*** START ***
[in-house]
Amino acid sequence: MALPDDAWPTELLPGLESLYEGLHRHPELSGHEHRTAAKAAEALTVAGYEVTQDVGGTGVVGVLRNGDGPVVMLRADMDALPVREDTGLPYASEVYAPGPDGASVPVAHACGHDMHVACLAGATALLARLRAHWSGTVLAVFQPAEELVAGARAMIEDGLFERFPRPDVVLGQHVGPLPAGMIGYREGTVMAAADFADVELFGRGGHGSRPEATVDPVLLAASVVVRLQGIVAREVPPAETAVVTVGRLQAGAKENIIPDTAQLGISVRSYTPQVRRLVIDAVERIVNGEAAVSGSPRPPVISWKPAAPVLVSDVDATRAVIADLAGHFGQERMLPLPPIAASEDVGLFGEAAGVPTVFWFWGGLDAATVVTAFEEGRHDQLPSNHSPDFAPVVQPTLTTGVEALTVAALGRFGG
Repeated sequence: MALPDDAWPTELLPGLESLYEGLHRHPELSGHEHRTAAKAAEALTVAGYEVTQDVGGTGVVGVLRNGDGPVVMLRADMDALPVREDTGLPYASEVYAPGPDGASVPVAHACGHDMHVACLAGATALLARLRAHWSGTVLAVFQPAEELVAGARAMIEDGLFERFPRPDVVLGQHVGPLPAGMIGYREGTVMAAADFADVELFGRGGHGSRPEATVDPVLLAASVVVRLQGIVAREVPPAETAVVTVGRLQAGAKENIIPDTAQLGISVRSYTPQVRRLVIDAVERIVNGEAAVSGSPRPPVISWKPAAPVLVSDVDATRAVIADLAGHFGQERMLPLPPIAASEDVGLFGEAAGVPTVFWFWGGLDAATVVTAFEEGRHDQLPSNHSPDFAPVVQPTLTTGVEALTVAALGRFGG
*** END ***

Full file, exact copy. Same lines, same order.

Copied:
[in-house]
Amino acid sequence: MALPDDAWPTELLPGLESLYEGLHRHPELSGHEHRTAAKAAEALTVAGYEVTQDVGGTGVVGVLRNGDGPVVMLRADMDALPVREDTGLPYASEVYAPGPDGASVPVAHACGHDMHVACLAGATALLARLRAHWSGTVLAVFQPAEELVAGARAMIEDGLFERFPRPDVVLGQHVGPLPAGMIGYREGTVMAAADFADVELFGRGGHGSRPEATVDPVLLAASVVVRLQGIVAREVPPAETAVVTVGRLQAGAKENIIPDTAQLGISVRSYTPQVRRLVIDAVERIVNGEAAVSGSPRPPVISWKPAAPVLVSDVDATRAVIADLAGHFGQERMLPLPPIAASEDVGLFGEAAGVPTVFWFWGGLDAATVVTAFEEGRHDQLPSNHSPDFAPVVQPTLTTGVEALTVAALGRFGG
Repeated sequence: MALPDDAWPTELLPGLESLYEGLHRHPELSGHEHRTAAKAAEALTVAGYEVTQDVGGTGVVGVLRNGDGPVVMLRADMDALPVREDTGLPYASEVYAPGPDGASVPVAHACGHDMHVACLAGATALLARLRAHWSGTVLAVFQPAEELVAGARAMIEDGLFERFPRPDVVLGQHVGPLPAGMIGYREGTVMAAADFADVELFGRGGHGSRPEATVDPVLLAASVVVRLQGIVAREVPPAETAVVTVGRLQAGAKENIIPDTAQLGISVRSYTPQVRRLVIDAVERIVNGEAAVSGSPRPPVISWKPAAPVLVSDVDATRAVIADLAGHFGQERMLPLPPIAASEDVGLFGEAAGVPTVFWFWGGLDAATVVTAFEEGRHDQLPSNHSPDFAPVVQPTLTTGVEALTVAALGRFGG